A conservation success story
The preliminary report from our latest tern monitoring study reveals positive findings. Our sister island Nosy Manampaho and its surrounding islets hold the largest Sooty tern colony in Madagascar. Every year from around May to October, thousands upon thousands of nesting seabirds flock to its protected shores – and the numbers are growing.
The 2021 count by Anasvaler Mbelomanana now numbers 62,500 pairs of Sooty terns (125’000 individuals), almost triple that reported in the first study conducted by Le Corre & Bemanaja which estimated 21,800 pairs in 2008, and a substantial 33.5% increase since the most recent study in which 46,800 pairs were recorded in 2018.
Sooty terns are a unique species of seabird, in that they lack oil in their feathers that almost all other seabirds have, meaning that they are not neutrally buoyant. So, if they land in the water, they don’t float and can drown. Because of this, when they go out to sea for 3-10 years, they stay in flight the entire time. They sleep in 2-3 second intervals while on the wing, which it makes it a special event to see them on land and not in flight.
However, it is not just the Sooty tern that you will find on Nosy Manampaho, the 2021 study documented 7 species including the Great Crested tern, Roseate tern, Caspian tern, Brown Noddy, Lesser Noddy and White-tailed Tropicbird. The latter never-before documented on the island, and just two weeks ago we received yet more good news, with another first sighting of a Red-tailed Tropicbird.
The research findings reflect the positive impact that eco-tourism can have on an area. Nosy Manampaho was once heavily harvested for eggs, which were sold and eaten as a source of protein. It was well-known as an important seabird colony, so much so that it became regulated by the community in 1997 when seasonal wardens and authorised egg collectors were settled on the island. While harvesting was limited to eggs unlike other areas in Madagascar (leaving birds unharmed) and numbers were regulated allowing some chicks to be reared, the 2008 study suggested that the harvest rate was beyond the sustainable threshold with up to 5000 eggs taken per day.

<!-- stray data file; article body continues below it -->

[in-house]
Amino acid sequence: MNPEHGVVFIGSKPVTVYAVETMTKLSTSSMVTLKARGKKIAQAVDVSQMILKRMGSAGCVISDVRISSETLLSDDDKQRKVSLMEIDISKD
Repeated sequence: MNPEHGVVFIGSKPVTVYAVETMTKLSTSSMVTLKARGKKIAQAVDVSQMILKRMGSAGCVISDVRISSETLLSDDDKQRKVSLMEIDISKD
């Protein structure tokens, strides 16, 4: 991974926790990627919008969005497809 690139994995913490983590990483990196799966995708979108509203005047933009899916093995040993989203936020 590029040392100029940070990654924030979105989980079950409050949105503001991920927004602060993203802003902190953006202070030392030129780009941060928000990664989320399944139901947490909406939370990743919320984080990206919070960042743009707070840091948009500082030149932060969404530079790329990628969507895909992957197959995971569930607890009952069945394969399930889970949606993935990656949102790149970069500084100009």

Subsequently Fanamby, our partners and regional management of conservation, declared the island a protected area due to the presence of terns, but also due to its endangered sea turtle nesting areas, with access restricted to eco-tourism activity from 2014. Miavana through the support of the Time + Tide Foundation works with our partners, local communities, and local and international researchers, to protect these precious areas and their wildlife, safeguarding them for generations to come.
Sincere thanks to Anasvaler Mbelomanana for his dedicated fieldwork over 2018 and 2021, who will be doing his last surveys in 2023 and finishing his PhD with a full report.